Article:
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No love for Love's Travel Stop plan for Grand Island

Grand Island has a simple message for a company that wants to build a truck stop here:


Different factions on the Town Board this week agreed they did not support plans for a Love's Travel Stop, a national chain truck stop and country store which has proposed plans to build a new location on the north side of Whitehaven Road, west of the I-190.

Love's Travel Stops has 410 locations in 40 states, according to its website. The closest one in New York is in Binghamton.

Supervisor Nathan D. McMurray encouraged the public to speak out against the project when it is presented at the Planning Board meeting scheduled for 7 p.m. Monday. He said he was "firmly opposed to the truck stop" and "a massive parking lot full of tractor trailers" and would do everything in his power to discourage the project.

The proposed truck stop location is near the state's multimillion-dollar Grand Island Welcome Center, which is under construction at Alvin and Whitehaven roads and expected to open in August.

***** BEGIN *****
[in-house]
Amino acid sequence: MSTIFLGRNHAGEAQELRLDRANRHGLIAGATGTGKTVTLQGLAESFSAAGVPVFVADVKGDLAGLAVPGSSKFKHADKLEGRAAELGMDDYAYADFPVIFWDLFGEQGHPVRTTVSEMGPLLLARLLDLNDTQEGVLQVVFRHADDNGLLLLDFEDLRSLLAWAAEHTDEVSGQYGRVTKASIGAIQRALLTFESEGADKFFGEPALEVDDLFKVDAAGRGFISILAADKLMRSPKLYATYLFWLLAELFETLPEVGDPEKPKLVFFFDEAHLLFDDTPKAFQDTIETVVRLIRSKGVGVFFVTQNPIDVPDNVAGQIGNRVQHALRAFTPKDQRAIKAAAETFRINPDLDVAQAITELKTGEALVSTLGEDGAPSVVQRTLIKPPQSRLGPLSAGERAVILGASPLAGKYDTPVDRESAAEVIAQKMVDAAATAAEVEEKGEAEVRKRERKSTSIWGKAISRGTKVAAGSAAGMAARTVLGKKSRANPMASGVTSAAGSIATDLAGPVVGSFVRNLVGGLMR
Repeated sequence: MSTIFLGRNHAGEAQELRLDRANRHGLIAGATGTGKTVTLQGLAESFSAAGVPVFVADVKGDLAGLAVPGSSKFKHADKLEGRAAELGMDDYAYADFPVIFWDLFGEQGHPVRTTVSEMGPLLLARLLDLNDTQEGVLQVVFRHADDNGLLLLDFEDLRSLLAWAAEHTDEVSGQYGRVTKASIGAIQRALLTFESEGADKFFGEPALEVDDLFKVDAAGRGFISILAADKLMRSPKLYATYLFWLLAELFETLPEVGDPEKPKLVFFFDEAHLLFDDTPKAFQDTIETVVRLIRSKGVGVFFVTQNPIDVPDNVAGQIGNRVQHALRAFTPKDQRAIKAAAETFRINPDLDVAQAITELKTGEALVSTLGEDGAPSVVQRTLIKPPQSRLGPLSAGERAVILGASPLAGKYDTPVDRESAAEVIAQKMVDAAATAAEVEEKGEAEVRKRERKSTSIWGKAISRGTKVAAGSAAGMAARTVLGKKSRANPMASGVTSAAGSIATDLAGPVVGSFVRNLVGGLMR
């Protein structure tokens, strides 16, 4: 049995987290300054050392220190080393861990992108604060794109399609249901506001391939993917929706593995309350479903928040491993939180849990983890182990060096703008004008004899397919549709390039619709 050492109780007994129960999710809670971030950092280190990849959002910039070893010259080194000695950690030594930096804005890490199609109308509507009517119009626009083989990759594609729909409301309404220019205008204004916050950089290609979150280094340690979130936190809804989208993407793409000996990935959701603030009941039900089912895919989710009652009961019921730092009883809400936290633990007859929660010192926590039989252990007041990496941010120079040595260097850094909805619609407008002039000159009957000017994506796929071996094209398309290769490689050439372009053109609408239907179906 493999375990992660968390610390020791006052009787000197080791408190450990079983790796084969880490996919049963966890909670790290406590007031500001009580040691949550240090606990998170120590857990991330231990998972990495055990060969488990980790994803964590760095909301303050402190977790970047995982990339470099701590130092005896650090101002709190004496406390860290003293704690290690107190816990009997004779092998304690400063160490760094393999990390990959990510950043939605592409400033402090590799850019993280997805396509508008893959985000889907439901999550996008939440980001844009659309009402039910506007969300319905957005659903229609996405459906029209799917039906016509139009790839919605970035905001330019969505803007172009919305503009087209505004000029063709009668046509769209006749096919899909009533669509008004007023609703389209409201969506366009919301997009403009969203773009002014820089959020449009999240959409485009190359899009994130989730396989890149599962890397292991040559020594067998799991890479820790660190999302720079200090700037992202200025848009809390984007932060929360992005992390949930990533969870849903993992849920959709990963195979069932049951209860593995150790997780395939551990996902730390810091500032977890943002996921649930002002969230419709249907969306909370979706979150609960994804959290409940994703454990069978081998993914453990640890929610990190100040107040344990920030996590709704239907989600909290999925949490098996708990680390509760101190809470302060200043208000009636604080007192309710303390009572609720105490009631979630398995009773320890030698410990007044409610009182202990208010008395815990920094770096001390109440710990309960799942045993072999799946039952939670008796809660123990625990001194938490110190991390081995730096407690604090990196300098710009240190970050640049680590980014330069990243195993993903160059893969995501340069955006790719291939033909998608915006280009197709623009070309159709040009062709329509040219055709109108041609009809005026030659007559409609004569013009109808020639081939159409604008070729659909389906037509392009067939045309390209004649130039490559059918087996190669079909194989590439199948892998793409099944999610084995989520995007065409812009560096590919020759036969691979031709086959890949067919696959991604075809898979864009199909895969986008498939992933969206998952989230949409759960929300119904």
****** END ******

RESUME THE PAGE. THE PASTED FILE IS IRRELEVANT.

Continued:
McMurray said in a written statement, "There have been allegations that Love's intends to tie into the facility of the Welcome Center. These rumors are unfounded."

Councilman Michael Madigan said during the board meeting that there is a "belief" that the Welcome Center will hook into the town sewer system and Love's is relying on hooking up to that sewer line. He said he was in agreement that he does not support the Love's Travel Stop.

McMurray and Councilman Peter Marston, a former Planning Board chairman, said the state project will use three large septic tanks, not a sewer line.

McMurray accused Madigan of spreading misinformation and holding secret meetings. He said during the board meeting that the Welcome Center has nothing to do with the truck stop. He added in writing that the Welcome Center will be a tourism destination that emphasizes history, local products and natural wonders.

Marston said after the meeting that Love's had proposed building a truck stop on the same site a few years ago, but it did not move forward, likely because there were no sewer lines in that part of town. But he said theoretically Love's could also put in septic tanks and could benefit from road improvements that the state Welcome Center model has proposed.

"What they are proposing now is only speculation," Marston said of Love's. He noted that the presentation at the next Planning Board meeting is part of the process. "We have to let the project come forward and let the facts speak for themselves."



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